To be clear, if one-off stories and infographics was where it all stopped, we would probably be playing along in the fun too. Unfortunately, everyone has taken Revel’s superficial analysis and begun making recommendations about how to drive business. Revel System’s CTO dangerously implied a $2,000 increase in weekly business for any merchant willing to participate in this new virtual world.
Additionally, highly respected news outlets, such as Forbes, CNBC, and inc.com, have all published articles about how to make money through augmented reality. These words will undoubtedly influence business owners moving forward.
Pokémon Go was the first of many augmented reality games, and its success exceeded anybody’s wildest imagination. Rest assured that game makers have taken notice and will capitalize on expectations the next time around. While players will likely remain the key revenue contributor for future games, there is no doubt that game makers will cash in (aka significantly increase prices) on the perception that game spots drive merchant revenue – and based on current prevailing perceptions, merchant owners will gladly pay.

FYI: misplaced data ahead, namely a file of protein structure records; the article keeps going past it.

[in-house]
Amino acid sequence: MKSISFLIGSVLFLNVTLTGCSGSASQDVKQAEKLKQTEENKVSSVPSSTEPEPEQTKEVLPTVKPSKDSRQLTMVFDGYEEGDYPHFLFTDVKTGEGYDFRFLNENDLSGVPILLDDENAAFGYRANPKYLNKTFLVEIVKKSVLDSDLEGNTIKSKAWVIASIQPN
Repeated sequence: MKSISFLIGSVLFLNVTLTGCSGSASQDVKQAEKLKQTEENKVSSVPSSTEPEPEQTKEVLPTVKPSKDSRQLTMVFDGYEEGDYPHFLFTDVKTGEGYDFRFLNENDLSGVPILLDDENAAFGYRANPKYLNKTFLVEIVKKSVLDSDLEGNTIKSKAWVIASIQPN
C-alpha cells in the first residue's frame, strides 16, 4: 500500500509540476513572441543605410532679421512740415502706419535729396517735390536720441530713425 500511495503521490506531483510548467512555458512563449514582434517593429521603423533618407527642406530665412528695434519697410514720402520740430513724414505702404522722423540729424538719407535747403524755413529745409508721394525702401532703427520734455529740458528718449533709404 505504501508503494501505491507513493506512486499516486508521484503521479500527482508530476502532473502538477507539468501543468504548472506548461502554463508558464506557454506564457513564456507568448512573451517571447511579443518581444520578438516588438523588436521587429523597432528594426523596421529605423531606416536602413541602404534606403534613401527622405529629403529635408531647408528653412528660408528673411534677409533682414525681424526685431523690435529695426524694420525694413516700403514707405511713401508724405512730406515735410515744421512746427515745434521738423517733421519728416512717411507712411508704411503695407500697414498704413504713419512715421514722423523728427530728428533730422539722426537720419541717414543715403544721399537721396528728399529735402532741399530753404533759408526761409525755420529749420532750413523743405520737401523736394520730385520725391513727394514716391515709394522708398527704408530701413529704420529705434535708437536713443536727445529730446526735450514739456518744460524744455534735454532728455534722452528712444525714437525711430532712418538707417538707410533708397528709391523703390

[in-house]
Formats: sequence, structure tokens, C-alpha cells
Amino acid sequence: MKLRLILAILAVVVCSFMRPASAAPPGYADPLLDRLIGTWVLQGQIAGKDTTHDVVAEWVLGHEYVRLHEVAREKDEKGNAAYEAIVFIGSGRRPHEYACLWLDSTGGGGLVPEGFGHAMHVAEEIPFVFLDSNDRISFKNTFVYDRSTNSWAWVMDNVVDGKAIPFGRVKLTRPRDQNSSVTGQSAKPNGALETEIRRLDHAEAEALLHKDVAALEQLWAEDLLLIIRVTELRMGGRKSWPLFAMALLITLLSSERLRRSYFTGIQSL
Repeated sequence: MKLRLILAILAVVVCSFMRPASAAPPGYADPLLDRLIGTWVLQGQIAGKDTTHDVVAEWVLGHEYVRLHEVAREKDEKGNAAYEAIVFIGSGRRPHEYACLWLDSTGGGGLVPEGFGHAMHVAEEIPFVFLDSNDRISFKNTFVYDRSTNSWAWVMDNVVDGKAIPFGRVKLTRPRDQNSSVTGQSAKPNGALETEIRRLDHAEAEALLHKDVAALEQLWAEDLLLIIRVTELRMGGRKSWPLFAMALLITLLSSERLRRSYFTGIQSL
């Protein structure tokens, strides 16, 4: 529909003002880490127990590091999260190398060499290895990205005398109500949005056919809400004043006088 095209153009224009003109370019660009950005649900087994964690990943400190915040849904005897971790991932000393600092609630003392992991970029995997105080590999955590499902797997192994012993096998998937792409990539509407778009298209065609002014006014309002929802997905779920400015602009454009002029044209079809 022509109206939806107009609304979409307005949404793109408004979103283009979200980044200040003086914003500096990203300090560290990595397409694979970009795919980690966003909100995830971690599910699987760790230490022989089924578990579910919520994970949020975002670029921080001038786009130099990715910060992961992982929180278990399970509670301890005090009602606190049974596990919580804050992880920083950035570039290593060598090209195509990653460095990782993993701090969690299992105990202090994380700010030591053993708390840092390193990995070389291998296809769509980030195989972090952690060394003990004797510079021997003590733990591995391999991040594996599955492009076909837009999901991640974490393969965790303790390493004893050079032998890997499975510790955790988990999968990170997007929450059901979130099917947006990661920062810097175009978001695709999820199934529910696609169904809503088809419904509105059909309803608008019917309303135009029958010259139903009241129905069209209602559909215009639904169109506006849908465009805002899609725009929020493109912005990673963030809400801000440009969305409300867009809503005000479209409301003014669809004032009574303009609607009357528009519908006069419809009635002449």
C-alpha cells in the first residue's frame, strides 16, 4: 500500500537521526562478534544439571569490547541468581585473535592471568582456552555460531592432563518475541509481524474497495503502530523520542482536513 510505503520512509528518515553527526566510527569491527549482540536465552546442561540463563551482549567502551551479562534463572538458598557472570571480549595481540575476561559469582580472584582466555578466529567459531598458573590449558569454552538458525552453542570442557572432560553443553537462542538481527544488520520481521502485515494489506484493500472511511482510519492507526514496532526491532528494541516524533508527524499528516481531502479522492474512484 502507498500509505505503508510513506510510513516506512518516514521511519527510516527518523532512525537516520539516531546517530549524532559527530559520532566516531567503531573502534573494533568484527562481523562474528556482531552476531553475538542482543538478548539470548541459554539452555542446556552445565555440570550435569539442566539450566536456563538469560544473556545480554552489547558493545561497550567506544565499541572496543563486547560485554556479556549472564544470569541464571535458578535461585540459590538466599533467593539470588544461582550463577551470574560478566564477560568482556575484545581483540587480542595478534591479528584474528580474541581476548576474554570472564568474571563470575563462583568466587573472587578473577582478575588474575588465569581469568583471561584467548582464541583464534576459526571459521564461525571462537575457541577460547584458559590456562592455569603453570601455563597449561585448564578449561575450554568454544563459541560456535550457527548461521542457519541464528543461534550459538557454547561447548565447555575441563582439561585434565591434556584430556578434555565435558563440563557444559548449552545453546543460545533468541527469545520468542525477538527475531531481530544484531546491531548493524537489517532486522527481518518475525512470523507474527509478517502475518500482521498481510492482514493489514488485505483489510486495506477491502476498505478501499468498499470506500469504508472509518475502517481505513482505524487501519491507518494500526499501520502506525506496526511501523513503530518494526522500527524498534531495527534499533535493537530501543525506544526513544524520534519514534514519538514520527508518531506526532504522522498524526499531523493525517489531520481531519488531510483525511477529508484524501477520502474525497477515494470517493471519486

Our goal isn’t to pick on the flaws of someone else’s analysis. We have every reason to believe that their statistics are factually correct. Our issue rests with how the data was interpreted: without context and implying causality. Unfortunately, with the way news is communicated and perpetuated today, the thoughts of a few misinformed can perpetuate throughout the world like a giant game of telephone at the speed of social media.
Channeling our inner Reinhold Niebuh, we hope that if you take away three things from this post, it would be that 1) There are often external economic factors you cannot change, 2) There are investments that will actually make a difference, and 3) Real statistics can grant you the wisdom to know the difference.